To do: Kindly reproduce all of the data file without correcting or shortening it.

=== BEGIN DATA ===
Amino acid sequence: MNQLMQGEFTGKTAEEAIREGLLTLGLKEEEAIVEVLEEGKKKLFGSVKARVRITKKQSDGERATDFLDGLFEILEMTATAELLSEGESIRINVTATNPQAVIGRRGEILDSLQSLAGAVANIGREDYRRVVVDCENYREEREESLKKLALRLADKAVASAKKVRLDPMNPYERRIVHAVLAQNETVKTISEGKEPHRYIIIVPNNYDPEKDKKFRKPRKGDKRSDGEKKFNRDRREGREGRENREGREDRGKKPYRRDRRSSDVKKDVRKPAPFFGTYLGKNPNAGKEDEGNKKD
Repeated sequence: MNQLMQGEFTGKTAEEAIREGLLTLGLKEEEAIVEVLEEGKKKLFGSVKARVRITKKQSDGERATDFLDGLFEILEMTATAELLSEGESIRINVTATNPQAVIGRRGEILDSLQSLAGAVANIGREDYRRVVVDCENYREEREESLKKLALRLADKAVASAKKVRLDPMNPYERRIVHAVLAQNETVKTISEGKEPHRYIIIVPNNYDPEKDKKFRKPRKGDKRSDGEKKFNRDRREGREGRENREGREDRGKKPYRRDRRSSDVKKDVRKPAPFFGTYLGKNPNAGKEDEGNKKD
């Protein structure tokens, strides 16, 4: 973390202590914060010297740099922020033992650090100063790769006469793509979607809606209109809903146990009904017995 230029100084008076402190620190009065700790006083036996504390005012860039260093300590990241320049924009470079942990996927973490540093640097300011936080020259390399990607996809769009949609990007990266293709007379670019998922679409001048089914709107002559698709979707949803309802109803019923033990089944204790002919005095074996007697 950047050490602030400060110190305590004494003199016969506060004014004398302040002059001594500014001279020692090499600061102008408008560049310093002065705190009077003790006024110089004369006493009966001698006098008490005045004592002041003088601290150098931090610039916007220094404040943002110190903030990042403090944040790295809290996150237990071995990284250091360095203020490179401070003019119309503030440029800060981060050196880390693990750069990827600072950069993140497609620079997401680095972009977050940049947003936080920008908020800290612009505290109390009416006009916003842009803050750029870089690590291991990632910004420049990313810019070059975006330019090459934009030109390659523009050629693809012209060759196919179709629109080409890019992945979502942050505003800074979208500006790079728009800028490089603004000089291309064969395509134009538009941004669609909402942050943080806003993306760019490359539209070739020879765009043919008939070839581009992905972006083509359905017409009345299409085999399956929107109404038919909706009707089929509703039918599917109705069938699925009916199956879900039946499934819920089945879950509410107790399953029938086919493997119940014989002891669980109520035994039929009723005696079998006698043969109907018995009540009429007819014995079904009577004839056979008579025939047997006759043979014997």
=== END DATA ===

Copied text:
Amino acid sequence: MNQLMQGEFTGKTAEEAIREGLLTLGLKEEEAIVEVLEEGKKKLFGSVKARVRITKKQSDGERATDFLDGLFEILEMTATAELLSEGESIRINVTATNPQAVIGRRGEILDSLQSLAGAVANIGREDYRRVVVDCENYREEREESLKKLALRLADKAVASAKKVRLDPMNPYERRIVHAVLAQNETVKTISEGKEPHRYIIIVPNNYDPEKDKKFRKPRKGDKRSDGEKKFNRDRREGREGRENREGREDRGKKPYRRDRRSSDVKKDVRKPAPFFGTYLGKNPNAGKEDEGNKKD
Repeated sequence: MNQLMQGEFTGKTAEEAIREGLLTLGLKEEEAIVEVLEEGKKKLFGSVKARVRITKKQSDGERATDFLDGLFEILEMTATAELLSEGESIRINVTATNPQAVIGRRGEILDSLQSLAGAVANIGREDYRRVVVDCENYREEREESLKKLALRLADKAVASAKKVRLDPMNPYERRIVHAVLAQNETVKTISEGKEPHRYIIIVPNNYDPEKDKKFRKPRKGDKRSDGEKKFNRDRREGREGRENREGREDRGKKPYRRDRRSSDVKKDVRKPAPFFGTYLGKNPNAGKEDEGNKKD
């Protein structure tokens, strides 16, 4: 973390202590914060010297740099922020033992650090100063790769006469793509979607809606209109809903146990009904017995 230029100084008076402190620190009065700790006083036996504390005012860039260093300590990241320049924009470079942990996927973490540093640097300011936080020259390399990607996809769009949609990007990266293709007379670019998922679409001048089914709107002559698709979707949803309802109803019923033990089944204790002919005095074996007697 950047050490602030400060110190305590004494003199016969506060004014004398302040002059001594500014001279020692090499600061102008408008560049310093002065705190009077003790006024110089004369006493009966001698006098008490005045004592002041003088601290150098931090610039916007220094404040943002110190903030990042403090944040790295809290996150237990071995990284250091360095203020490179401070003019119309503030440029800060981060050196880390693990750069990827600072950069993140497609620079997401680095972009977050940049947003936080920008908020800290612009505290109390009416006009916003842009803050750029870089690590291991990632910004420049990313810019070059975006330019090459934009030109390659523009050629693809012209060759196919179709629109080409890019992945979502942050505003800074979208500006790079728009800028490089603004000089291309064969395509134009538009941004669609909402942050943080806003993306760019490359539209070739020879765009043919008939070839581009992905972006083509359905017409009345299409085999399956929107109404038919909706009707089929509703039918599917109705069938699925009916199956879900039946499934819920089945879950509410107790399953029938086919493997119940014989002891669980109520035994039929009723005696079998006698043969109907018995009540009429007819014995079904009577004839056979008579025939047997006759043979014997």